The Common Port Down is registered under the Commons Registration Act 1965 and the Countryside, Rights of Way and Wildlife Acts 2000/04 and the management is operated within the constraints of these laws, the details are posted on 6 signs at the entrance gates.
The Port Down has been known by that name for 6 centuries, maybe before and has been subject to the Right of Common and as such is recorded in surveys and charters of Edward III, Henry IV and Edward IV. Through the centuries there have been many attempts to obtain the land and rights for private exploitation and gain also these days there is always the threat of government needs.
Despite this over the centuries the acres have grown and now there is a total of 220 acres which make up Common as we know it today. Part of the Common Port Down is put aside for the War Memorial Ground and for the Cricket and Football Clubs, also an area for a children play area. To do this, in 1951 Commoners agreed not to exercise their rights for 99 years the duration of the lease.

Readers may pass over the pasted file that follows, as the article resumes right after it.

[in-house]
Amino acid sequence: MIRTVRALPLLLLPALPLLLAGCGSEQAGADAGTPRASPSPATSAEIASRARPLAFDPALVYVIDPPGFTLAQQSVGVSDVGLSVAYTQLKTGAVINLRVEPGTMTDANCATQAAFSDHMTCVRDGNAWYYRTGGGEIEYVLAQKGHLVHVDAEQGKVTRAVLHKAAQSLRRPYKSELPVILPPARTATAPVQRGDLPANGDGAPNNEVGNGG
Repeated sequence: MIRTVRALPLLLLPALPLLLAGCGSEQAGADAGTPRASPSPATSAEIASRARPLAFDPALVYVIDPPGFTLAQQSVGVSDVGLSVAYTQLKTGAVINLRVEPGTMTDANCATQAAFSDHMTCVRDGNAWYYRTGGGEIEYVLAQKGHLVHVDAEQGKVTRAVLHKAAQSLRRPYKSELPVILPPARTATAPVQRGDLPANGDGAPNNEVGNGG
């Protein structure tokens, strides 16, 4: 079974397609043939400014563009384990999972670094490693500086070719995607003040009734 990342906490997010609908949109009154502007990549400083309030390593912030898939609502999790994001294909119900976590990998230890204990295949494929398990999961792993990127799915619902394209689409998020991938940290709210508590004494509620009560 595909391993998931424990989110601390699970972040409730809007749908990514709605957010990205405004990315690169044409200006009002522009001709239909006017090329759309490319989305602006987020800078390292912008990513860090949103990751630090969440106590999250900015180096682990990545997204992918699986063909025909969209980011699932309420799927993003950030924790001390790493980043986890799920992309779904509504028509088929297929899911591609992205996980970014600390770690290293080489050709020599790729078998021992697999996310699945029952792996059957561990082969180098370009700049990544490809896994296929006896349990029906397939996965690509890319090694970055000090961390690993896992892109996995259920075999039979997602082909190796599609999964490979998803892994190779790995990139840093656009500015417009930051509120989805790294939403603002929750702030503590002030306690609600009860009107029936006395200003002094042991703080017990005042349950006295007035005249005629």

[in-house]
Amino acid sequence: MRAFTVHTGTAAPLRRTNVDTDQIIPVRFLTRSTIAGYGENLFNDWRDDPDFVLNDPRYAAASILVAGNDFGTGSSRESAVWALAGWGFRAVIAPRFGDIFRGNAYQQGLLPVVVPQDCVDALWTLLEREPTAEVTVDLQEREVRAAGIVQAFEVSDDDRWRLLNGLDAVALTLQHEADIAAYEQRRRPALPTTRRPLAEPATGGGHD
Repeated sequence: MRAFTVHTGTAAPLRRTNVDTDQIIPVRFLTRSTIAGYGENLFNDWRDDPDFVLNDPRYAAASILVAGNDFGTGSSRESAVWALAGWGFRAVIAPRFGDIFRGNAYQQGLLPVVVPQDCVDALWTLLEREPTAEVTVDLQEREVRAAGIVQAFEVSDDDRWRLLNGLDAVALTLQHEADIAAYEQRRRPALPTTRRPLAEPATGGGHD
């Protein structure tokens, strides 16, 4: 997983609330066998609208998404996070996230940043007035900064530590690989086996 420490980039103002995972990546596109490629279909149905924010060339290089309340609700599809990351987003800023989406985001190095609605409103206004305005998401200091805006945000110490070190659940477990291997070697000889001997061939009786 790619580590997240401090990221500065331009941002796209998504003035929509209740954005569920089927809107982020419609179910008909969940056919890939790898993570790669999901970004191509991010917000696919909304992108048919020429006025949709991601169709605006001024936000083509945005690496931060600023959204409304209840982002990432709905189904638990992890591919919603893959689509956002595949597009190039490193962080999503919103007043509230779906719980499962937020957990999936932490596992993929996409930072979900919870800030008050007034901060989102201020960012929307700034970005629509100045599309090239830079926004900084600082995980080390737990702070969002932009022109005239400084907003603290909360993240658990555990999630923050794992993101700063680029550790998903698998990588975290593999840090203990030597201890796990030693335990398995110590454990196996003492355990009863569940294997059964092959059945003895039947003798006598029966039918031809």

There have been additions by acquisition, land swaps and legacies and the Trustees of the day have been always mindful of their responsibilities also of the opportunity to expand their estate whenever possible. However since 1965 it has not been possible to increase the areas subject to Common Rights so any future additions would exclude rights.
So why is it called Port Down?
- “Down” is the description of a rounded hill that is fairly straight forward and derived from the Saxon word “Dun” for a hill.
- “Porte” is a Saxon and French word for a gate and Latin “Porta” so Port Down a gated road which leads to Kintbury or into Park Street on the way to the centre of the town or out of town to Denford and Inkpen.
The Trustees have always taken a relaxed attitude towards the use of the Common by both residents and visitors for recreational exercise and relaxation, and this will continue but more people make more demands on the management, by wear and tear and therefore cost. Modern laws are limiting access to the Common which is beneficial to the area and will give added protection to an Environmentally Sensitive Area and it is important that everyone acknowledges and respects this when taking advantage of this unique area of England.
Robert W James
Trustee of the Town & Manor of Hungerford
- Freeman’s Marsh
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